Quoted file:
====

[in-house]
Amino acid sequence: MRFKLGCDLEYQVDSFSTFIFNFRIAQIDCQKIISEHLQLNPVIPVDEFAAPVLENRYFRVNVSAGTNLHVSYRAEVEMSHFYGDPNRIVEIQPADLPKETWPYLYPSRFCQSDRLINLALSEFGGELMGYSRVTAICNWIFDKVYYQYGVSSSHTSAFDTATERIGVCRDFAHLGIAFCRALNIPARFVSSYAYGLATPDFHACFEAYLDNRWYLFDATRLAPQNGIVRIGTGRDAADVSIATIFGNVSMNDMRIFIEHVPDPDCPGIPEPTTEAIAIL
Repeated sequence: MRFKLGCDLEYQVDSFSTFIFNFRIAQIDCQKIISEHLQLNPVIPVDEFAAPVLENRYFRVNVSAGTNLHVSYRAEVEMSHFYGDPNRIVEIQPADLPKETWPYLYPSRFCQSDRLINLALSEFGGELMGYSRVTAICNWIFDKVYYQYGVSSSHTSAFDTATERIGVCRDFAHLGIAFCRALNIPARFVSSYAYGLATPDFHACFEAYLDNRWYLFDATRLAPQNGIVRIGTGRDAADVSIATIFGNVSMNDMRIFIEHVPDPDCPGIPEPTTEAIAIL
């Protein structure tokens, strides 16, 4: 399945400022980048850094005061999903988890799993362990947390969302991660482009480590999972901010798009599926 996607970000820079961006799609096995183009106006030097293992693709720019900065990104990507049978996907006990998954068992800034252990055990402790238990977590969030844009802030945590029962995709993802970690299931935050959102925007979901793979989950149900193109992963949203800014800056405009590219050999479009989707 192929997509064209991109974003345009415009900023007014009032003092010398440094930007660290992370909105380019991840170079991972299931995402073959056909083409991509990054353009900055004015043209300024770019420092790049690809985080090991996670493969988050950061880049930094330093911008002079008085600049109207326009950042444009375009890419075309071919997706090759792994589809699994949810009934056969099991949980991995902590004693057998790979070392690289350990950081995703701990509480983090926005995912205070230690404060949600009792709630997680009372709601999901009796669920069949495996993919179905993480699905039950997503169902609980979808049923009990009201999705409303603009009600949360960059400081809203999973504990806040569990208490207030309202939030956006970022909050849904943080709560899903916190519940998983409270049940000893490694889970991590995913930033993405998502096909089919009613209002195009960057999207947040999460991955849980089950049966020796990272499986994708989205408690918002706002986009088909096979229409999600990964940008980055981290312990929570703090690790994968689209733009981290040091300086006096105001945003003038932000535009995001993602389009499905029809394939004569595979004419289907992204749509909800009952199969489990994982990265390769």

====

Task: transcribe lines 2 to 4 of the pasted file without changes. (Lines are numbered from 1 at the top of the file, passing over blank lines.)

Amino acid sequence: MRFKLGCDLEYQVDSFSTFIFNFRIAQIDCQKIISEHLQLNPVIPVDEFAAPVLENRYFRVNVSAGTNLHVSYRAEVEMSHFYGDPNRIVEIQPADLPKETWPYLYPSRFCQSDRLINLALSEFGGELMGYSRVTAICNWIFDKVYYQYGVSSSHTSAFDTATERIGVCRDFAHLGIAFCRALNIPARFVSSYAYGLATPDFHACFEAYLDNRWYLFDATRLAPQNGIVRIGTGRDAADVSIATIFGNVSMNDMRIFIEHVPDPDCPGIPEPTTEAIAIL
Repeated sequence: MRFKLGCDLEYQVDSFSTFIFNFRIAQIDCQKIISEHLQLNPVIPVDEFAAPVLENRYFRVNVSAGTNLHVSYRAEVEMSHFYGDPNRIVEIQPADLPKETWPYLYPSRFCQSDRLINLALSEFGGELMGYSRVTAICNWIFDKVYYQYGVSSSHTSAFDTATERIGVCRDFAHLGIAFCRALNIPARFVSSYAYGLATPDFHACFEAYLDNRWYLFDATRLAPQNGIVRIGTGRDAADVSIATIFGNVSMNDMRIFIEHVPDPDCPGIPEPTTEAIAIL
């Protein structure tokens, strides 16, 4: 399945400022980048850094005061999903988890799993362990947390969302991660482009480590999972901010798009599926 996607970000820079961006799609096995183009106006030097293992693709720019900065990104990507049978996907006990998954068992800034252990055990402790238990977590969030844009802030945590029962995709993802970690299931935050959102925007979901793979989950149900193109992963949203800014800056405009590219050999479009989707 192929997509064209991109974003345009415009900023007014009032003092010398440094930007660290992370909105380019991840170079991972299931995402073959056909083409991509990054353009900055004015043209300024770019420092790049690809985080090991996670493969988050950061880049930094330093911008002079008085600049109207326009950042444009375009890419075309071919997706090759792994589809699994949810009934056969099991949980991995902590004693057998790979070392690289350990950081995703701990509480983090926005995912205070230690404060949600009792709630997680009372709601999901009796669920069949495996993919179905993480699905039950997503169902609980979808049923009990009201999705409303603009009600949360960059400081809203999973504990806040569990208490207030309202939030956006970022909050849904943080709560899903916190519940998983409270049940000893490694889970991590995913930033993405998502096909089919009613209002195009960057999207947040999460991955849980089950049966020796990272499986994708989205408690918002706002986009088909096979229409999600990964940008980055981290312990929570703090690790994968689209733009981290040091300086006096105001945003003038932000535009995001993602389009499905029809394939004569595979004419289907992204749509909800009952199969489990994982990265390769």